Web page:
Practicality and Teaching 

I don’t post a lot about teaching; mostly I post about books and reading.

But I was thinking today about the practicalities of teaching. The things that people do not bring up in teacher training courses. And I figured I would take some time to write about the things that have saved me—literally or figuratively—for the past seven years.

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Review—Vanishing Girls by Lauren Oliver

Not too long into Vanishing Girls by Lauren Oliver, I suspected I was dealing with unreliable narrators. Then, as I read further and the plot began to remind me of E. Lockhart’s We Were Liars, I knew I was dealing with unreliable narrators. All that was left was to figure out who was lying, and who was telling the truth.

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Review—Suspicion by Alexandra Monir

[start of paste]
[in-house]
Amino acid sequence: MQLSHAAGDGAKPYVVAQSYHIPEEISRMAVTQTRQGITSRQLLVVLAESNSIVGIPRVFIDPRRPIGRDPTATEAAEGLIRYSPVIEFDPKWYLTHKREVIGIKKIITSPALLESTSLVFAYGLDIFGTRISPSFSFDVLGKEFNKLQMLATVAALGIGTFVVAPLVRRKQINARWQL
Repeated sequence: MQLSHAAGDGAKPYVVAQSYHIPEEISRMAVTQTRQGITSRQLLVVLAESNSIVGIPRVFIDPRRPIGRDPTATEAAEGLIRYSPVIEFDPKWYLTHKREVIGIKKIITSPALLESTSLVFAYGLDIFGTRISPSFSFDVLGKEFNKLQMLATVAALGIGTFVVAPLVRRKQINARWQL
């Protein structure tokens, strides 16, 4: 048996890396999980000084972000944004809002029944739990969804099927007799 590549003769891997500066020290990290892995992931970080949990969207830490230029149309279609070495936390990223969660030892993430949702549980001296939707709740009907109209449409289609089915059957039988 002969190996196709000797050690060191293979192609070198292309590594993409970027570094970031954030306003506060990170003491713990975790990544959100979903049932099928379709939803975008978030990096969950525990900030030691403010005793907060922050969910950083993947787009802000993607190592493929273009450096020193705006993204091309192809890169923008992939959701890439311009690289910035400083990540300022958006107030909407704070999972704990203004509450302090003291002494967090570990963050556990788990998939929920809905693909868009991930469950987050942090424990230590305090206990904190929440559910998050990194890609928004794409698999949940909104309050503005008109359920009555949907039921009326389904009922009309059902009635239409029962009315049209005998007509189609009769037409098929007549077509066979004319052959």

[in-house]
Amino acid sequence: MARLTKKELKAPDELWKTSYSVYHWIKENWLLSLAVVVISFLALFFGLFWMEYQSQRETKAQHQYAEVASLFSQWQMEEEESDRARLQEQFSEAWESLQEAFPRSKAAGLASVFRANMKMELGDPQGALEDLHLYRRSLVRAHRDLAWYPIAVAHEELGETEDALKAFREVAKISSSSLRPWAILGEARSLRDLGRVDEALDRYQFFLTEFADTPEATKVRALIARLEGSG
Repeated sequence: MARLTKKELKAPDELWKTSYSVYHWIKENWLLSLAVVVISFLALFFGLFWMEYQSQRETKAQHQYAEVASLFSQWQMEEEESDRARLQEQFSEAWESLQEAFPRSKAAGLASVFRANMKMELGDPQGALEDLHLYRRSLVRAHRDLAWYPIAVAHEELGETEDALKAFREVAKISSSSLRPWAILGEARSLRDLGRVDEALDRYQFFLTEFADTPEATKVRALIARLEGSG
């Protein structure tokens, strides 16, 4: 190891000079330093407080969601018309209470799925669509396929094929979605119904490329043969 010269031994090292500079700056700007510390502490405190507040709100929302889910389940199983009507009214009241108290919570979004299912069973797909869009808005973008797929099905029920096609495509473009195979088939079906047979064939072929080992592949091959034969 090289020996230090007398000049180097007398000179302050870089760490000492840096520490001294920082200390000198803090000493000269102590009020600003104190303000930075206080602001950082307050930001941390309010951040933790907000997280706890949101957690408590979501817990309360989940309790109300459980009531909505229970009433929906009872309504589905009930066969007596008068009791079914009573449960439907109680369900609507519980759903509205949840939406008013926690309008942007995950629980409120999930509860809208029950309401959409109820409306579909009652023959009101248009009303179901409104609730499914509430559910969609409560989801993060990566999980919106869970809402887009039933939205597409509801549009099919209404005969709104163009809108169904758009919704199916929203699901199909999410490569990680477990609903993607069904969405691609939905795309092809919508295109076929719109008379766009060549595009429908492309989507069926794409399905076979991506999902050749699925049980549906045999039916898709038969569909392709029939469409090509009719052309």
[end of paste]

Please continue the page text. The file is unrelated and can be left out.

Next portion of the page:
In Alexandra Monir’s Suspicion, seventeen-year-old Imogen Rockford learns about her past and attempts to uncover the many secrets surrounding her childhood home, Rockford Manor.

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Moral “Simplicity” and the Complexity of Reading

Most of the time, I read interviews with authors and don’t write anything in response. However, when I read the interview Susan Lerner did with Jonathan Franzen, his take on the “hard lives” of people and their reading habits set me off. So, here we go:

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